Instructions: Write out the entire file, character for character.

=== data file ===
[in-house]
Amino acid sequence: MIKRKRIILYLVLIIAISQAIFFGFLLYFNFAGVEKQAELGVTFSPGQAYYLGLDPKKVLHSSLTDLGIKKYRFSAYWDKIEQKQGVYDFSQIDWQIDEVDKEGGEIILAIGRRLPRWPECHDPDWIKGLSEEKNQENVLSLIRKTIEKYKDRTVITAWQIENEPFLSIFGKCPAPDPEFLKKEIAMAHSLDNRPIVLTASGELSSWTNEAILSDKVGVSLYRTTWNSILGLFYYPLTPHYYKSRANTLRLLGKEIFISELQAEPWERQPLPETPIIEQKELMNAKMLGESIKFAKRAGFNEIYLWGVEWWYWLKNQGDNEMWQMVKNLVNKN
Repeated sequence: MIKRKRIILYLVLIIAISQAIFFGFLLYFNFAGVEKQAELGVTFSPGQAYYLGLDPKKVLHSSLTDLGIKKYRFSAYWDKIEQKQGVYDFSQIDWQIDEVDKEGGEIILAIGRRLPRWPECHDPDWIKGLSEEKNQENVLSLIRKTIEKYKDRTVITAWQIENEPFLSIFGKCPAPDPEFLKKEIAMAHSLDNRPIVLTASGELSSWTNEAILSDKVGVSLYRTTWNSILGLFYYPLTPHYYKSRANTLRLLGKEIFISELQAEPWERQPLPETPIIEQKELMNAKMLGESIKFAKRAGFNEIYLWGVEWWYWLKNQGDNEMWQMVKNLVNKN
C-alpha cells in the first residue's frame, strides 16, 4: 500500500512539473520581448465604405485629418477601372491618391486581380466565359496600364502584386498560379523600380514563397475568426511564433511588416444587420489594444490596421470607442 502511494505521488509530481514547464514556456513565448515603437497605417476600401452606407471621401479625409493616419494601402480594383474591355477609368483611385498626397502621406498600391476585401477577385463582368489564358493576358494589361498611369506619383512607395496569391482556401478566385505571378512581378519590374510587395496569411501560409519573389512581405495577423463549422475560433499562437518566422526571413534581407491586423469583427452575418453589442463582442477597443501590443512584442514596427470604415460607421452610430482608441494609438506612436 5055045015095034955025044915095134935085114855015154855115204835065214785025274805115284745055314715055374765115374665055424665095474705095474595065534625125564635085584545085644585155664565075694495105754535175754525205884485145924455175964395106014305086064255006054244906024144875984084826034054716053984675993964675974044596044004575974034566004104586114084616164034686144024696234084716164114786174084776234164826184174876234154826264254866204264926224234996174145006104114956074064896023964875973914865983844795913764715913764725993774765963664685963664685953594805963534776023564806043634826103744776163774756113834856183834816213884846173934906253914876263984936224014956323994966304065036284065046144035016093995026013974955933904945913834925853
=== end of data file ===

[in-house]
Amino acid sequence: MIKRKRIILYLVLIIAISQAIFFGFLLYFNFAGVEKQAELGVTFSPGQAYYLGLDPKKVLHSSLTDLGIKKYRFSAYWDKIEQKQGVYDFSQIDWQIDEVDKEGGEIILAIGRRLPRWPECHDPDWIKGLSEEKNQENVLSLIRKTIEKYKDRTVITAWQIENEPFLSIFGKCPAPDPEFLKKEIAMAHSLDNRPIVLTASGELSSWTNEAILSDKVGVSLYRTTWNSILGLFYYPLTPHYYKSRANTLRLLGKEIFISELQAEPWERQPLPETPIIEQKELMNAKMLGESIKFAKRAGFNEIYLWGVEWWYWLKNQGDNEMWQMVKNLVNKN
Repeated sequence: MIKRKRIILYLVLIIAISQAIFFGFLLYFNFAGVEKQAELGVTFSPGQAYYLGLDPKKVLHSSLTDLGIKKYRFSAYWDKIEQKQGVYDFSQIDWQIDEVDKEGGEIILAIGRRLPRWPECHDPDWIKGLSEEKNQENVLSLIRKTIEKYKDRTVITAWQIENEPFLSIFGKCPAPDPEFLKKEIAMAHSLDNRPIVLTASGELSSWTNEAILSDKVGVSLYRTTWNSILGLFYYPLTPHYYKSRANTLRLLGKEIFISELQAEPWERQPLPETPIIEQKELMNAKMLGESIKFAKRAGFNEIYLWGVEWWYWLKNQGDNEMWQMVKNLVNKN
C-alpha cells in the first residue's frame, strides 16, 4: 500500500512539473520581448465604405485629418477601372491618391486581380466565359496600364502584386498560379523600380514563397475568426511564433511588416444587420489594444490596421470607442 502511494505521488509530481514547464514556456513565448515603437497605417476600401452606407471621401479625409493616419494601402480594383474591355477609368483611385498626397502621406498600391476585401477577385463582368489564358493576358494589361498611369506619383512607395496569391482556401478566385505571378512581378519590374510587395496569411501560409519573389512581405495577423463549422475560433499562437518566422526571413534581407491586423469583427452575418453589442463582442477597443501590443512584442514596427470604415460607421452610430482608441494609438506612436 5055045015095034955025044915095134935085114855015154855115204835065214785025274805115284745055314715055374765115374665055424665095474705095474595065534625125564635085584545085644585155664565075694495105754535175754525205884485145924455175964395106014305086064255006054244906024144875984084826034054716053984675993964675974044596044004575974034566004104586114084616164034686144024696234084716164114786174084776234164826184174876234154826264254866204264926224234996174145006104114956074064896023964875973914865983844795913764715913764725993774765963664685963664685953594805963534776023564806043634826103744776163774756113834856183834816213884846173934906253914876263984936224014956323994966304065036284065046144035016093995026013974955933904945913834925853